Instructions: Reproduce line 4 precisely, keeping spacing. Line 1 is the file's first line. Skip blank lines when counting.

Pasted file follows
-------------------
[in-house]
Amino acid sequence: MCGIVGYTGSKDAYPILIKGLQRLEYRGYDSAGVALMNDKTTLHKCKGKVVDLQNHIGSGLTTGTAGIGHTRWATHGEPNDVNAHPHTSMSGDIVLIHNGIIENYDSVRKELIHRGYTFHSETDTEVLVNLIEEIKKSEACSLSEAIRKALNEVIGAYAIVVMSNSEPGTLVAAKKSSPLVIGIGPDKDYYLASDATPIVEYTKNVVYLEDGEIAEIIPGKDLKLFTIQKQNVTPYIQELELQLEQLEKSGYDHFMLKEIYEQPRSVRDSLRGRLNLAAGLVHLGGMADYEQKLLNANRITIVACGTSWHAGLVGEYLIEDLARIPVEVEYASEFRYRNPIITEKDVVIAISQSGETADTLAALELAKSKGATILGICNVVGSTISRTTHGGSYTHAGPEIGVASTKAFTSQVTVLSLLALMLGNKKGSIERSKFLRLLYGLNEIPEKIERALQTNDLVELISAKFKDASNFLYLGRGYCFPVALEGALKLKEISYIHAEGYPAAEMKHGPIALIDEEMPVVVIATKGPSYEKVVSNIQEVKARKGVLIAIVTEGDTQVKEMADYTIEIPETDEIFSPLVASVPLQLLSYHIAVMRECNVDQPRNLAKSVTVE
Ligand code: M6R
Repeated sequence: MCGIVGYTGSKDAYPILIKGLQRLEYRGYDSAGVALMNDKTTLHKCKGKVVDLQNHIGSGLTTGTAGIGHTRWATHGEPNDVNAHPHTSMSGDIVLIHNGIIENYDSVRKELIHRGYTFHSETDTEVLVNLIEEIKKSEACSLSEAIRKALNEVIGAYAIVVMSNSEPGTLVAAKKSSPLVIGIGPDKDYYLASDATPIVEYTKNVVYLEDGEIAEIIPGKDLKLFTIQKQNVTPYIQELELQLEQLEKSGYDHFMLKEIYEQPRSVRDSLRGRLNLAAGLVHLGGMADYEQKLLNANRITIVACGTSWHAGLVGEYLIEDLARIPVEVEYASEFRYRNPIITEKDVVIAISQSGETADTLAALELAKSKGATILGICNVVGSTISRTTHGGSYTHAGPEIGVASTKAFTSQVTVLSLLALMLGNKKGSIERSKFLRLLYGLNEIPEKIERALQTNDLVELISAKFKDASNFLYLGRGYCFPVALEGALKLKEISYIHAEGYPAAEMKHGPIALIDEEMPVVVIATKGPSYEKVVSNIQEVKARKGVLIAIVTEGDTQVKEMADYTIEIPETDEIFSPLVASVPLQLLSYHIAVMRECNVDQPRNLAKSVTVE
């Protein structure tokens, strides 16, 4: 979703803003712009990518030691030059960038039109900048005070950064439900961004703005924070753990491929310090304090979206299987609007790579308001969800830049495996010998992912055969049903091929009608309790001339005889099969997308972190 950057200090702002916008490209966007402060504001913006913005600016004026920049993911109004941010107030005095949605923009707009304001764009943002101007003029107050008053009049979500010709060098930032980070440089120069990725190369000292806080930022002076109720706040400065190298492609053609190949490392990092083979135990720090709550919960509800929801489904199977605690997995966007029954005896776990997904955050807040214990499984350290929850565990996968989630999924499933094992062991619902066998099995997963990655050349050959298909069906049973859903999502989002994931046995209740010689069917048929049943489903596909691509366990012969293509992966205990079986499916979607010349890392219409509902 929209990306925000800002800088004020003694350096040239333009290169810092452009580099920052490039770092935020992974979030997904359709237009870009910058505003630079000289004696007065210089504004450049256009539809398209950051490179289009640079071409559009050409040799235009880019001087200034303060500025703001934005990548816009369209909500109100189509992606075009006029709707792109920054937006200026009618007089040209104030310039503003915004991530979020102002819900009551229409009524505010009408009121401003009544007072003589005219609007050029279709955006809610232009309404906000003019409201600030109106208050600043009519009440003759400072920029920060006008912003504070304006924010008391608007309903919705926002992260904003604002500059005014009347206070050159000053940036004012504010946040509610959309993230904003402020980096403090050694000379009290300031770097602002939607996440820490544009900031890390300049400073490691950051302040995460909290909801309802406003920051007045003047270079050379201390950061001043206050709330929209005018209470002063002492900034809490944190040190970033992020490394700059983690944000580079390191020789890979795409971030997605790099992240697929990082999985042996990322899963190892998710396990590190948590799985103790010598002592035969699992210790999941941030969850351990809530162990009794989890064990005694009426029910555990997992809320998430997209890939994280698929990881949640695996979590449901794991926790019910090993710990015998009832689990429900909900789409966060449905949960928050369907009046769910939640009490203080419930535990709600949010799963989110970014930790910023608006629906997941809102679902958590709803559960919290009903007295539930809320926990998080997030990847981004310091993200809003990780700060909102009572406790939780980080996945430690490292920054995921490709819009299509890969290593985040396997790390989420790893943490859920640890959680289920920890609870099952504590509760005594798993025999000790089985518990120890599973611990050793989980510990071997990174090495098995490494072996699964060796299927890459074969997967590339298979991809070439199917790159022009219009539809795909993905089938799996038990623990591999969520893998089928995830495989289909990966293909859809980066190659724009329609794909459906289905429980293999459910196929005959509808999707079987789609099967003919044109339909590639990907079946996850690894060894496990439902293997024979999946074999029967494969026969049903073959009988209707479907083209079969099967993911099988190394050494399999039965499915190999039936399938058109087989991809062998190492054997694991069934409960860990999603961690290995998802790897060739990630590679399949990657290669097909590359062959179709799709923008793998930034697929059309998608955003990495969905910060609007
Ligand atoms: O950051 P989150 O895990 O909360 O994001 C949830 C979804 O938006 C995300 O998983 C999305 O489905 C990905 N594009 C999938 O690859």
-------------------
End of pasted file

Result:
Repeated sequence: MCGIVGYTGSKDAYPILIKGLQRLEYRGYDSAGVALMNDKTTLHKCKGKVVDLQNHIGSGLTTGTAGIGHTRWATHGEPNDVNAHPHTSMSGDIVLIHNGIIENYDSVRKELIHRGYTFHSETDTEVLVNLIEEIKKSEACSLSEAIRKALNEVIGAYAIVVMSNSEPGTLVAAKKSSPLVIGIGPDKDYYLASDATPIVEYTKNVVYLEDGEIAEIIPGKDLKLFTIQKQNVTPYIQELELQLEQLEKSGYDHFMLKEIYEQPRSVRDSLRGRLNLAAGLVHLGGMADYEQKLLNANRITIVACGTSWHAGLVGEYLIEDLARIPVEVEYASEFRYRNPIITEKDVVIAISQSGETADTLAALELAKSKGATILGICNVVGSTISRTTHGGSYTHAGPEIGVASTKAFTSQVTVLSLLALMLGNKKGSIERSKFLRLLYGLNEIPEKIERALQTNDLVELISAKFKDASNFLYLGRGYCFPVALEGALKLKEISYIHAEGYPAAEMKHGPIALIDEEMPVVVIATKGPSYEKVVSNIQEVKARKGVLIAIVTEGDTQVKEMADYTIEIPETDEIFSPLVASVPLQLLSYHIAVMRECNVDQPRNLAKSVTVE